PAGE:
Can a Bharatiya Janata Party (BJP) leader be a good Naga Christian at the same time? Or are the two identities contradictory to each other? It's a question K James Vizo, one of the senior-most BJP leaders in Nagaland, has been facing for the last 18 years. The questions have, in fact, taken the shape of a sustained campaign against the BJP after the Nagaland Baptist Church openly came out against the saffron party and appealed to the voters to cast their votes against BJP given its pro-Hindutva leanings.
In an address to all political parties, NBCC general secretary Reverend Dr Zelhou Keyho said, "We cannot deny that the Hindutva movement in the country has become unprecedentedly strong and invasive in the last few years with the BJP, the political wing of the RSS, in power. This fact cannot be denied no matter how hard you try to convince the innocents. You also cannot deny that the party in power at the Centre is working tooth and nail to make its presence known and seen in Nagaland, the frontline of the Christian majority state in the country. Have you ever seriously questioned their intention? If you have not, do not be fooled."
Vizo, however, has a different take on the issue. He says the BJP is not new to Nagaland, as it began its state chapter in the year 1987 and won seven MLAs on its own in the 2003 Assembly polls. "Why did this campaign not emerge at that time? How has it emerged only now?" he asked.
His theory is that the BJP wasn't seen as a contender for power until recently. But that has changed now. "The BJP's rise to prominence has induced fear in the ranks of its political rivals, who have made attempts to create a fear psychosis in the minds of people. This campaign is an outcome of this," he said. He added that when people learn this reality, they understand and join hands with the party.
Since the year 2003, BJP has been in an alliance with the Naga People's Party (NPF). The relationship between the two soured after the saffron party supported Chief Minister TR Zeliang when its regional ally was going through a phase of dissidence last year. This dissidence had caused the NPF to split into two — one faction led by Zeliang's camp, and the other by party president Shurhozelie Liezietsu.
Soon after this, a beef fest was organised in Kohima by the section of NPF loyal to the Liezietsu camp, which was seen as a message to be conveyed to the BJP.
Interestingly enough, however, while the BJP has been pushing its Hindutva agenda in other parts of the country, it appears to have acknowledged that Christian majority Nagaland requires a change of strategy. More than 80 percent of the hill state's population is Christian, and the BJP has decided to let Hindutva take a backseat here.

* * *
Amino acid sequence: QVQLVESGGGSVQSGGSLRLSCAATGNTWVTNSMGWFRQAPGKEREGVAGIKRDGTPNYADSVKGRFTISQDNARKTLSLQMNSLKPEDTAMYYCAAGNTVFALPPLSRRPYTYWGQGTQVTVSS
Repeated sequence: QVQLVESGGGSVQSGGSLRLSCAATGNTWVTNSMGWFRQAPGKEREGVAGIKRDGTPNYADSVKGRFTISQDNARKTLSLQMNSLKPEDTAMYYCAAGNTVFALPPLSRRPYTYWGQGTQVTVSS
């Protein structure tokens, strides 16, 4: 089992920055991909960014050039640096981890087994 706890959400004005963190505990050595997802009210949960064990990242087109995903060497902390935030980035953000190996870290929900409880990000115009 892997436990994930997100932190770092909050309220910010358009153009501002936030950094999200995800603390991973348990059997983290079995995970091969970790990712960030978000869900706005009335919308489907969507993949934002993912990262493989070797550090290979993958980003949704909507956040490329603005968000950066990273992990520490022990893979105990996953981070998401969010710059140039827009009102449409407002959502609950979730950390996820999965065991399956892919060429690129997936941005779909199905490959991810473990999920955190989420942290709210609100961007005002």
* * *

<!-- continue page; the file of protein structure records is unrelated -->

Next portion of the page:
So while the cattle slaughter ban was rolled back in other states last year, it was never implemented at all in Nagaland. M Abu, a youth BJP leader, told Firstpost that the beef ban which was imposed last year in other states didn't even register a trace in Nagaland, and wasn't prominent enough to influence voting patterns.
"It was declared by the central leadership of the party that the beef ban will not be imposed in the North East. The BJP has been in an alliance with the ruling NPF for the last three terms in the Nagaland Assembly. But we haven't come across any communal move by the party. This is proof that the BJP isn't against Christians," Abu said.
But what about the drive to ban beef in other parts of the country, and what about BJP's thrust on Hindutva every where else? Don't these cause insecurity among the citizens of Nagaland? The party's leadership is quick to deny this. "This is a view that people from mainland India have about the North East," said P Paiwang Konyak, Nagaland transport minister, and the lone BJP MLA who won a nomination ticket in 2013.
The party currently has four MLAs, but three out of them are legislators who defected from the Nationalist Congress Party. "Has the BJP told the Nagas to compromise on their faith or culture? No, it hasn't. BJP is a political and not a religious party. We are continuously showing the people this reality, and a large section of the people has understood it well," he said.
He also claimed assertively that some people in mainland India still think that people of the North India will not connect with the BJP. "This is not true. People here know that BJP is the only party which is showing commitment to solve the main issue faced by the Nagas: The political movement led by many groups, including the NSCN(IM). Should not this be enough to convince the Nagas that the BJP is genuinely committed to them?" he asked.
The ceasefire agreement was signed with NSCN(IM) in 1997, when HD Deve Gowda was Prime Minister of India. It was seen as the Government of India's recognition to the demand of nationhood raised by the Nagas. The BJP-led government of Atal Bihari Vajpayee that came to power at the Centre in 1998 not only extended this further but also recognised the unique history of the Nagas.
On a visit to Nagaland as prime minister, Vajpayee is reported to have said, "Of all the states in India, Nagaland has a unique history. We are sensitive to this historical fact."
Vizo, who joined the BJP after this rally, said Vajpayee was the first Indian prime minister to acknowledge the Nagas' unique history. He added that Vajpayee also announced financial assistance for the state, which wasn't something his successor Manmohan Singh did. "Despite being an MP from Assam, a neighboring state, Manmohan Singh did not visit Nagaland once in 10 years. This shows the level of commitment of the Congress to Nagaland," he said.
He further hoped that people will not vote for anything but success of the peace process initiated by the Centre. "We hope people will form a stable government to ensure that the ongoing peace process gets the undivided attention of the Centre and the state," he said.
Published Date: Feb 14, 2018 13:35 PM | Updated Date: Feb 14, 2018 17:17 PM